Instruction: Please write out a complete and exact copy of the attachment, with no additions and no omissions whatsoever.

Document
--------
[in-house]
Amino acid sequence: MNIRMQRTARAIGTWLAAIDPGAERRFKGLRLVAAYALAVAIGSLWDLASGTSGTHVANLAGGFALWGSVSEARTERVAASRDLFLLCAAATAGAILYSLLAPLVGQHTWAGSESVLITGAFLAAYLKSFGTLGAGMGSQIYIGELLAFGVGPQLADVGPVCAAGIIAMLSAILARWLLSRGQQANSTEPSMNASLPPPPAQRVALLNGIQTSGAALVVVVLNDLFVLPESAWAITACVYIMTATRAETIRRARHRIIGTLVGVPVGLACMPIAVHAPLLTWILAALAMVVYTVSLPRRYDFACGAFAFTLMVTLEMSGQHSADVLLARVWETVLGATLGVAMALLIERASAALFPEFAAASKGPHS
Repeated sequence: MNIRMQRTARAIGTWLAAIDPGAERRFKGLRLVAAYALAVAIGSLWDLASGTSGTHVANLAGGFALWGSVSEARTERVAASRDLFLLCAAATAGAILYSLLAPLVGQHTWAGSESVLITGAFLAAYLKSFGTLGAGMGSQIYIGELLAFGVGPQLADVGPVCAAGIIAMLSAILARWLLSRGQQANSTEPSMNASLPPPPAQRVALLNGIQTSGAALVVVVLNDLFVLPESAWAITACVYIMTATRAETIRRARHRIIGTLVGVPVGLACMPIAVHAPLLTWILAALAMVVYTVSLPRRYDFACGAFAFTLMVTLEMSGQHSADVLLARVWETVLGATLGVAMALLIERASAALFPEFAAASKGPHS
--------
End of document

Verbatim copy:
[in-house]
Amino acid sequence: MNIRMQRTARAIGTWLAAIDPGAERRFKGLRLVAAYALAVAIGSLWDLASGTSGTHVANLAGGFALWGSVSEARTERVAASRDLFLLCAAATAGAILYSLLAPLVGQHTWAGSESVLITGAFLAAYLKSFGTLGAGMGSQIYIGELLAFGVGPQLADVGPVCAAGIIAMLSAILARWLLSRGQQANSTEPSMNASLPPPPAQRVALLNGIQTSGAALVVVVLNDLFVLPESAWAITACVYIMTATRAETIRRARHRIIGTLVGVPVGLACMPIAVHAPLLTWILAALAMVVYTVSLPRRYDFACGAFAFTLMVTLEMSGQHSADVLLARVWETVLGATLGVAMALLIERASAALFPEFAAASKGPHS
Repeated sequence: MNIRMQRTARAIGTWLAAIDPGAERRFKGLRLVAAYALAVAIGSLWDLASGTSGTHVANLAGGFALWGSVSEARTERVAASRDLFLLCAAATAGAILYSLLAPLVGQHTWAGSESVLITGAFLAAYLKSFGTLGAGMGSQIYIGELLAFGVGPQLADVGPVCAAGIIAMLSAILARWLLSRGQQANSTEPSMNASLPPPPAQRVALLNGIQTSGAALVVVVLNDLFVLPESAWAITACVYIMTATRAETIRRARHRIIGTLVGVPVGLACMPIAVHAPLLTWILAALAMVVYTVSLPRRYDFACGAFAFTLMVTLEMSGQHSADVLLARVWETVLGATLGVAMALLIERASAALFPEFAAASKGPHS